A religious history of Cumbria, 1780-1920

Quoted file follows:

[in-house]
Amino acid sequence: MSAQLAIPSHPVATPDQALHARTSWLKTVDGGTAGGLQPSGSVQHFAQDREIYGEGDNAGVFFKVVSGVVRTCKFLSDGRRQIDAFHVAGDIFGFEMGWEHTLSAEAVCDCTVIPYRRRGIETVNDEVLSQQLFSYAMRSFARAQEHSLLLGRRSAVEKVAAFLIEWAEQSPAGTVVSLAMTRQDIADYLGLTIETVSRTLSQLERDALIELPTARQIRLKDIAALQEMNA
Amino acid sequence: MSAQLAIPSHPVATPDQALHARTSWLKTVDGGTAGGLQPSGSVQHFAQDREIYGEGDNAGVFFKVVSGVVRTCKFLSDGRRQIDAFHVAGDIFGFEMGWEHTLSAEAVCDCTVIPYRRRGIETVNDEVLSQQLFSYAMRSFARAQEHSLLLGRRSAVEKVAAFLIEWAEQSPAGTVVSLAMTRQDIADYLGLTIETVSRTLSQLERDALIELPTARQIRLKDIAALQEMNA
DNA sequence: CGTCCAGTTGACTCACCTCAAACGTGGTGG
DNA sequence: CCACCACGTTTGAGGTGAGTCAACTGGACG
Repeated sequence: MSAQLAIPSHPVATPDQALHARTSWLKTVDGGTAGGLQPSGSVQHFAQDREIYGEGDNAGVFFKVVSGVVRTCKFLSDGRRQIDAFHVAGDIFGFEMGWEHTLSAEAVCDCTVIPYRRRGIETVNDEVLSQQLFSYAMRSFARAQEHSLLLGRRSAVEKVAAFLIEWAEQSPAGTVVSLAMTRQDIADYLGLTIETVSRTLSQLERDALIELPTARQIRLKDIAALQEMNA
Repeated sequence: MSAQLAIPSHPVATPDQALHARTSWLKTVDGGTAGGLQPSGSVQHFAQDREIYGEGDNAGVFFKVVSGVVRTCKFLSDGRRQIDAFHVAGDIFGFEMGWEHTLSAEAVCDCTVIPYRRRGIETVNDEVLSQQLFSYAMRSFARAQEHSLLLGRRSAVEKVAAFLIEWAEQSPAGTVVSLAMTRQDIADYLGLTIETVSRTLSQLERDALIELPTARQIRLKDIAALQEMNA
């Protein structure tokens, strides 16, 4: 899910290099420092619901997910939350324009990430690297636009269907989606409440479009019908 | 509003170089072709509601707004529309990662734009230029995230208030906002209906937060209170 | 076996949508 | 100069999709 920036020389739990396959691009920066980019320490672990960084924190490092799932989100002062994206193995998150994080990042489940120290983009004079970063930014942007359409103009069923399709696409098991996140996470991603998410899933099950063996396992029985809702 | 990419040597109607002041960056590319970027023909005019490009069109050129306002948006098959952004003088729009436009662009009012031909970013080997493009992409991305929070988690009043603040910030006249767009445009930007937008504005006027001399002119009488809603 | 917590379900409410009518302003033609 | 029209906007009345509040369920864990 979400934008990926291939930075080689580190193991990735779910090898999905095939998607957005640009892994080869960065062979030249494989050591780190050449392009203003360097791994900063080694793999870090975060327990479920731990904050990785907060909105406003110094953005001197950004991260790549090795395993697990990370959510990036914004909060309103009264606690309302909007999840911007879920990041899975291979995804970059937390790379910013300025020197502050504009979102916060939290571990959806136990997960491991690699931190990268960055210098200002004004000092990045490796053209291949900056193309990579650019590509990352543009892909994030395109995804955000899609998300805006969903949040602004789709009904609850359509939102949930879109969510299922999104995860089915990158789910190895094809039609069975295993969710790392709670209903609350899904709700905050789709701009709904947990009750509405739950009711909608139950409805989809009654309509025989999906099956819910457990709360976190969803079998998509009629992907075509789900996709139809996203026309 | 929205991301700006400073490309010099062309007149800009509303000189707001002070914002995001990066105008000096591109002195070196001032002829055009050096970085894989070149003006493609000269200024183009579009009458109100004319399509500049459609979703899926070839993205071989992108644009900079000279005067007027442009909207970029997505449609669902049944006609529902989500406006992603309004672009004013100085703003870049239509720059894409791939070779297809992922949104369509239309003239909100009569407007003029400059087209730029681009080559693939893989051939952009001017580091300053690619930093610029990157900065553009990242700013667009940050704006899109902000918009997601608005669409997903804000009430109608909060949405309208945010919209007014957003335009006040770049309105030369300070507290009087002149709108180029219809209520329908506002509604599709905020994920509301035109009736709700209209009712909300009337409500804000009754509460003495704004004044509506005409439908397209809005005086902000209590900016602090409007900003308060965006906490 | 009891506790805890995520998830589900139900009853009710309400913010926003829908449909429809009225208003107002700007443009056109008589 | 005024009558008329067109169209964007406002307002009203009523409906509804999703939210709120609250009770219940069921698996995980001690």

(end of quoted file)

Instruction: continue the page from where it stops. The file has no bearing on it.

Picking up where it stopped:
This thesis is divided into three sections. Section one examinas the Church of England in Cumbria and concentrates on the work and patronage of the bishops and of the dean and chapter, the archdeacons, canons and chancellors of the diocese, the issue of ritualistic innovation and the work of the parochial clergy. Particular emphasis is given to the episcopate of Samuel Waldegrave. Section two provides an account of the history of the Nonconformists of Cumbria with a chapter devoted to each of the following: the Roman Catholics, the Methodists of the eighteenth century, the Sandemanians together with the Inghamites and the Countess of Huntingdon's Connexion, the Congregationalists, the Presbyterians, the Unitarians, the Baptists and the Churches of Christ, the Quakers, the Brethren and finally the several Methodist connexions of the nineteenth century. The link between sections one and two is a study of the influence of the Lake District and religion. Section three deals with the general importance of religion in Cumbria with chapters devoted to the theme of temperance, the Lawson family and Carlisle, to education, and to each of the following: Barrow in Furness, Ravenstonedale, Popular Religion, Religious Architecture, and to Politics and Religion. The theme of the off-comer in Cumbrian religious history is central to all three sections. There is a final chapter on the twentieth century followed by the conclusions, bibliography and index.